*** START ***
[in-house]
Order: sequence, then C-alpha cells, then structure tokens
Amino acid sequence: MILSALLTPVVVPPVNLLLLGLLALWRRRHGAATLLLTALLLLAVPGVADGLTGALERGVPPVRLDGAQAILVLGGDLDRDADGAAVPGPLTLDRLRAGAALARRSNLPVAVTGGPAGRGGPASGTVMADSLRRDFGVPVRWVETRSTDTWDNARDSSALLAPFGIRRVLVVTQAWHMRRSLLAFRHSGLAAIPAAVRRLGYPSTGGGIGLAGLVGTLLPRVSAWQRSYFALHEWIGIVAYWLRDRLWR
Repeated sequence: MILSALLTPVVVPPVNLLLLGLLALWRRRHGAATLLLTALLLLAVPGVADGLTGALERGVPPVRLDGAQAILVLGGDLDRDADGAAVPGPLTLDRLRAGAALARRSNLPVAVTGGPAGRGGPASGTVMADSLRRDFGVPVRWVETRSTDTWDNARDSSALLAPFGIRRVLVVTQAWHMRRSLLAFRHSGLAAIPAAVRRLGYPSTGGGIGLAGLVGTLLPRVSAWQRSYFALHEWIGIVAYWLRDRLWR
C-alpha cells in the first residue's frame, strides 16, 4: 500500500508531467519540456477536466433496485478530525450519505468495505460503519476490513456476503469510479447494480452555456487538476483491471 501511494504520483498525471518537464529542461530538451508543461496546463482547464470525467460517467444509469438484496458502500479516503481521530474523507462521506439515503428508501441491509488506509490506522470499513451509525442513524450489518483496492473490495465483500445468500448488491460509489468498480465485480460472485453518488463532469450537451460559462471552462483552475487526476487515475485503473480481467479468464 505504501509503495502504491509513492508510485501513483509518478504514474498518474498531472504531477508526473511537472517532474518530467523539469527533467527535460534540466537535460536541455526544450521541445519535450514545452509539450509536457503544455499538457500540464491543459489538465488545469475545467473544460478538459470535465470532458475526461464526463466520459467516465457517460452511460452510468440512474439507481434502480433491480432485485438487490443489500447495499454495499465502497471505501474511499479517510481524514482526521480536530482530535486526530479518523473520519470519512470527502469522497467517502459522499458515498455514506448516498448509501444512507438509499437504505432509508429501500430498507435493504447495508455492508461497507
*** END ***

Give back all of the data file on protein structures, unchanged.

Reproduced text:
[in-house]
Order: sequence, then C-alpha cells, then structure tokens
Amino acid sequence: MILSALLTPVVVPPVNLLLLGLLALWRRRHGAATLLLTALLLLAVPGVADGLTGALERGVPPVRLDGAQAILVLGGDLDRDADGAAVPGPLTLDRLRAGAALARRSNLPVAVTGGPAGRGGPASGTVMADSLRRDFGVPVRWVETRSTDTWDNARDSSALLAPFGIRRVLVVTQAWHMRRSLLAFRHSGLAAIPAAVRRLGYPSTGGGIGLAGLVGTLLPRVSAWQRSYFALHEWIGIVAYWLRDRLWR
Repeated sequence: MILSALLTPVVVPPVNLLLLGLLALWRRRHGAATLLLTALLLLAVPGVADGLTGALERGVPPVRLDGAQAILVLGGDLDRDADGAAVPGPLTLDRLRAGAALARRSNLPVAVTGGPAGRGGPASGTVMADSLRRDFGVPVRWVETRSTDTWDNARDSSALLAPFGIRRVLVVTQAWHMRRSLLAFRHSGLAAIPAAVRRLGYPSTGGGIGLAGLVGTLLPRVSAWQRSYFALHEWIGIVAYWLRDRLWR
C-alpha cells in the first residue's frame, strides 16, 4: 500500500508531467519540456477536466433496485478530525450519505468495505460503519476490513456476503469510479447494480452555456487538476483491471 501511494504520483498525471518537464529542461530538451508543461496546463482547464470525467460517467444509469438484496458502500479516503481521530474523507462521506439515503428508501441491509488506509490506522470499513451509525442513524450489518483496492473490495465483500445468500448488491460509489468498480465485480460472485453518488463532469450537451460559462471552462483552475487526476487515475485503473480481467479468464 505504501509503495502504491509513492508510485501513483509518478504514474498518474498531472504531477508526473511537472517532474518530467523539469527533467527535460534540466537535460536541455526544450521541445519535450514545452509539450509536457503544455499538457500540464491543459489538465488545469475545467473544460478538459470535465470532458475526461464526463466520459467516465457517460452511460452510468440512474439507481434502480433491480432485485438487490443489500447495499454495499465502497471505501474511499479517510481524514482526521480536530482530535486526530479518523473520519470519512470527502469522497467517502459522499458515498455514506448516498448509501444512507438509499437504505432509508429501500430498507435493504447495508455492508461497507